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Will investors follow Rupert Murdoch to the newspaper rack?

June 29, 2012|By Dawn C. Chmielewski
  • News Corp.'s headquarters in New York.
News Corp.'s headquarters in New York. (Mark Lennihan / Associated…)

Newspaper companies are hardly a hot commodity these days with Wall Street investors.

At least 14 newspaper chains, including Tribune Co., publisher of the Los Angeles Times, have filed forĀ  bankruptcy in recent years. Even the New York Times Co., publisher of the nation's pre-eminent daily newspaper, has seen its stock fall nearly 85% over the last decade, as advertisers and readers gravitate to other news sources.

That's why it's hard to imagine much investor enthusiasm for a new publicly traded publishing company carved out of News Corp.'s global media assets.

News Corp. Chairman and Chief Executive Rupert Murdoch said the new entity would be among the largest publishing companies in the world, consisting of some of the most prestigious brands around, including newspapers the Wall Street Journal, the Australian and the Sun and Times of London, and the publishing company HarperCollins. The company also would include the digital education division.

"In a time of strategic discord and confusion in the global publishing industry, I believe that a well-capitalized, well-run, scale player on the stage can thrive like no other time," Murdoch said in a call Thursday with media analysts.

Murdoch underscored News Corp.'s efforts to capture readers on digital platforms. The company was the first to deliver a daily newspaper to Apple Inc.'s popular iPad tablet. The Wall Street Journal offers digital subscriptions on its website and via apps.

"People will pay for news," Murdoch said. "As the world gets more complicated, people need to know what's going on."

Ken Doctor, a news industry analyst and author of "Newsonomics: Twelve New Trends That Will Shape the News You Get," said the newspaper industry doesn't offer the kind of future growth potential investors typically covet.

Newspaper advertising revenue has fallen 50% in the last five years alone, even as digital ad revenue appears to have flattened. The dominant online players -- Google, Facebook, Yahoo, AOL and Microsoft -- will scoop up about 67% of the digital ad spending in the United States, Doctor said. And their share of the digital ad pie continues to grow. 

"The only bright light there is circulation revenue looks like it can be ported over to digital," Doctor said.

The world's newspapers take in about $30 billion annually in circulation revenue, Doctor said. Major national publications, including the New York Times and the Wall Street Journal, have demonstrated subscribers will pay for the convenience of accessing news online or on their portable devices.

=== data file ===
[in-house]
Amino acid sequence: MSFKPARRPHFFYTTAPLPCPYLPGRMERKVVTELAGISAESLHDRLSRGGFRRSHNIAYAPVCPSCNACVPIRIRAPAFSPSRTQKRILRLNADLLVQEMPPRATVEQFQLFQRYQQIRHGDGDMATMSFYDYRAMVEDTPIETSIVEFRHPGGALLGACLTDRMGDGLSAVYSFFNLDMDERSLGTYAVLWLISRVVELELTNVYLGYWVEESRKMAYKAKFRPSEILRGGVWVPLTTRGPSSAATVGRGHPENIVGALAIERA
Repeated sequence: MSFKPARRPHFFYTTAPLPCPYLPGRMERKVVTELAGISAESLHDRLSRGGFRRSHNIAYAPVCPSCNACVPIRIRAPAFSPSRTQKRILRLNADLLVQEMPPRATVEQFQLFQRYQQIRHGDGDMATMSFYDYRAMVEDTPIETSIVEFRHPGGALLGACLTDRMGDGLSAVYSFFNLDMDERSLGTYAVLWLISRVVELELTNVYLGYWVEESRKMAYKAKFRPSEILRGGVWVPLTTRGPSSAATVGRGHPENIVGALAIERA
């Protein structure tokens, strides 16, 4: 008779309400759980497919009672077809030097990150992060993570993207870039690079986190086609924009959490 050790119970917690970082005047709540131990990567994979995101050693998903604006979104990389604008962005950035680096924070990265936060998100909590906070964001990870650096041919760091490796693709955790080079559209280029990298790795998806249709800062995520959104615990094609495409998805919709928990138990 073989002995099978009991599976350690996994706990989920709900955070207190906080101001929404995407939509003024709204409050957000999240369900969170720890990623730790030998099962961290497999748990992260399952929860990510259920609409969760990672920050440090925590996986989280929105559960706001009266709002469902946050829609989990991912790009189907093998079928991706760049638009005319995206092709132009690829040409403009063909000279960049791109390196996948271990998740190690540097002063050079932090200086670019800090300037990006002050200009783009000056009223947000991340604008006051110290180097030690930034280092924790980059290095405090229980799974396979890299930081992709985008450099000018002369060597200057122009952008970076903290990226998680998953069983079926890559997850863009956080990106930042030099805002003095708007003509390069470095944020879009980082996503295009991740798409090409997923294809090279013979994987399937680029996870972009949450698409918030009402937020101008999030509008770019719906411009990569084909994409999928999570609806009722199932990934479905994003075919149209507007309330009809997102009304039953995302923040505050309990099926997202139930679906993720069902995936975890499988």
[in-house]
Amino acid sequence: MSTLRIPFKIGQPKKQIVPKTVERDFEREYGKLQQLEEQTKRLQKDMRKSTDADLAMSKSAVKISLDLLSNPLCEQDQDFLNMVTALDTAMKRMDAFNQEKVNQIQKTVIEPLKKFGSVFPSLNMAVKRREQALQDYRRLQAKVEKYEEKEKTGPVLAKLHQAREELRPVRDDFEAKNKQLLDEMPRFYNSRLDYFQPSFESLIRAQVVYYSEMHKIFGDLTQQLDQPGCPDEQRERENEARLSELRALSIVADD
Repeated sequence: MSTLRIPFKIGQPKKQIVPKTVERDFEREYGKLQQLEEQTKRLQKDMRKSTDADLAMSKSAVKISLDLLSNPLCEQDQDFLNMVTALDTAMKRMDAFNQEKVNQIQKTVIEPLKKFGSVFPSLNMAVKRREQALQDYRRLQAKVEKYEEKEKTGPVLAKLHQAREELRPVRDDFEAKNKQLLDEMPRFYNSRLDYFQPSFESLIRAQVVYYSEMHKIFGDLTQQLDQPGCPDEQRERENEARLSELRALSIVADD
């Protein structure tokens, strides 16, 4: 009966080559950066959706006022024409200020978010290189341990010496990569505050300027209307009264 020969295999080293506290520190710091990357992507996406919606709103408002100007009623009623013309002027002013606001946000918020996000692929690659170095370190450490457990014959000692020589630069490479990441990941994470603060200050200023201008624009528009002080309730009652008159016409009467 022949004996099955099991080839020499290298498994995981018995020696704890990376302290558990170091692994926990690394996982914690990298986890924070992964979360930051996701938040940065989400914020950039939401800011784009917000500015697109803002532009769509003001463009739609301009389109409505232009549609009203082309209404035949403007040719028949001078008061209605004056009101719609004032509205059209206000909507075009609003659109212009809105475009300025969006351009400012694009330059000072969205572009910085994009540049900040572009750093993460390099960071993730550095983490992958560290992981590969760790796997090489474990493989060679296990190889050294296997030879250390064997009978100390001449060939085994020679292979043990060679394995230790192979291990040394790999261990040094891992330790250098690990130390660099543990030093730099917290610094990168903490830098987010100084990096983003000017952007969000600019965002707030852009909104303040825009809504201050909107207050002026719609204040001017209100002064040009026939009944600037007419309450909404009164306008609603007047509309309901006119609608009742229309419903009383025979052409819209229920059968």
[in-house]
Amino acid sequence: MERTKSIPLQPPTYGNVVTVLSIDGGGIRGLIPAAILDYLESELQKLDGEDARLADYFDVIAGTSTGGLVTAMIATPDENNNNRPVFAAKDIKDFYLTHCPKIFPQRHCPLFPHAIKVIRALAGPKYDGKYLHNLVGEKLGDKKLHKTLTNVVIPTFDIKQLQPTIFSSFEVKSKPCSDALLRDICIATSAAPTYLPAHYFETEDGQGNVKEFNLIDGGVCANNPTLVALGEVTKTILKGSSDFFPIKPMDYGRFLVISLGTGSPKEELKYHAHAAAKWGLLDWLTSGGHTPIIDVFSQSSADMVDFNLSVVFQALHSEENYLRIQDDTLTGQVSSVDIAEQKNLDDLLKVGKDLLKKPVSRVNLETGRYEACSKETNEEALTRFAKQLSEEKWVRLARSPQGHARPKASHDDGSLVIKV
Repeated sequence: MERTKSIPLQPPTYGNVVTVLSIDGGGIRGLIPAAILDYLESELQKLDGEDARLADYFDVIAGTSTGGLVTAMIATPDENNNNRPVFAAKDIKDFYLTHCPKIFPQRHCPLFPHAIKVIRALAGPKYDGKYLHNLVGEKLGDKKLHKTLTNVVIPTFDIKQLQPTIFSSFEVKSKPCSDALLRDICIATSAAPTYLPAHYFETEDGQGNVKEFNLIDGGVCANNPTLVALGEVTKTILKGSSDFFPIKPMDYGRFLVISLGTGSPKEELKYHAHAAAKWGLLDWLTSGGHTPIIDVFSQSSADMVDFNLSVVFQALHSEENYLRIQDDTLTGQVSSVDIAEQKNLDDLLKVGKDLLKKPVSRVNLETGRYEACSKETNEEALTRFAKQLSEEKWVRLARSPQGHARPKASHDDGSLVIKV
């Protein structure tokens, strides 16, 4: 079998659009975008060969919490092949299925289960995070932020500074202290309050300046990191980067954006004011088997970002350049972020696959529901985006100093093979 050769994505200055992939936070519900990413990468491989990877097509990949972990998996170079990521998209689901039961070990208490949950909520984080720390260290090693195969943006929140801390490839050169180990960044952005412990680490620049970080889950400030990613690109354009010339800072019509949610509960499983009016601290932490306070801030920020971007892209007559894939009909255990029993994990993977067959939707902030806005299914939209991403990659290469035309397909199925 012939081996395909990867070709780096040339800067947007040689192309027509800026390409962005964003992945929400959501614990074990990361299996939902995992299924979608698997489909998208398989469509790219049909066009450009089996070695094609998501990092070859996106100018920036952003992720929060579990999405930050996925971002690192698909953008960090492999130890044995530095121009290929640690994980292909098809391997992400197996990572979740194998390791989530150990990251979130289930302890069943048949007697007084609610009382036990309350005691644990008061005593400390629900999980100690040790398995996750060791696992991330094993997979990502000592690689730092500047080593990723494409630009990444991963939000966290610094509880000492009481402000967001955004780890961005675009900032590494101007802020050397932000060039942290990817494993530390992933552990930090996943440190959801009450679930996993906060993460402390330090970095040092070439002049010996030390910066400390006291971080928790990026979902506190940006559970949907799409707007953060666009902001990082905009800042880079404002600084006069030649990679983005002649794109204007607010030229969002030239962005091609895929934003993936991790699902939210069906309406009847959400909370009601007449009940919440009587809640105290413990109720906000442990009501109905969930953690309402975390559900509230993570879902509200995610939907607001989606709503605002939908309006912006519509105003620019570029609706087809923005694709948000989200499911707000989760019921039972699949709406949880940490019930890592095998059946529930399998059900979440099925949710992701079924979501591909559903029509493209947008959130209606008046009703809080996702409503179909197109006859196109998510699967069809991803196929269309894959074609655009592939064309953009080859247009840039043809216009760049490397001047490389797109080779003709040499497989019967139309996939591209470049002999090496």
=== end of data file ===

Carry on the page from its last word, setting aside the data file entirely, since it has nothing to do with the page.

One media analyst, Bernstein Research's Todd Juenger, speculates that Murdoch, after separating his empire into two businesses, ultimately may take the publishing assets private. He could then focus on transitioning his publishing companies from print to digital, and making key acquisitions, without facing the quarter-by-quarter scrutiny of Wall Street.

"He could run the company as he pleases, be freed from answering annoying shareholder questions, and maybe even reduce the public disclosure of any lingering financial fallout from the News of the World scandal," Juenger said.

The 168-year-old News of the World tabloid was at the center of a phone hacking scandal in London.  News Corp. shuttered the publication, and was forced to abandon its $12-billion bid to acquire complete control of pay television operator British Sky Broadcasting.

Murdoch will serve as chairman of the global publishing company, which is expected to be created in the next year. Among the names mentioned as candidates for chief executive are Murdoch confidant Joel Klein, head of the fledgling education unit, Dow Jones Editor in Chief Robert Thomson, and Dow Jones CEO Lex Fenwick.

Lachlan Murdoch, the 81-year-old company founder's eldest son, may return to the publishing group, according to two people with knowledge of the situation who requested anonymity because they were not authorized to speak publicly. He left the company in 2005 after clashes with senior executives.

Murdoch's youngest son, James, is expected to play an expanded role in the company's television business, these knowledgeable people said. James Murdoch, who serves as News Corp.'s deputy chief operating officer, stepped down in February as chairman of News International, the company's British publishing arm, amid criticism of his handling of the phone hacking scandal.

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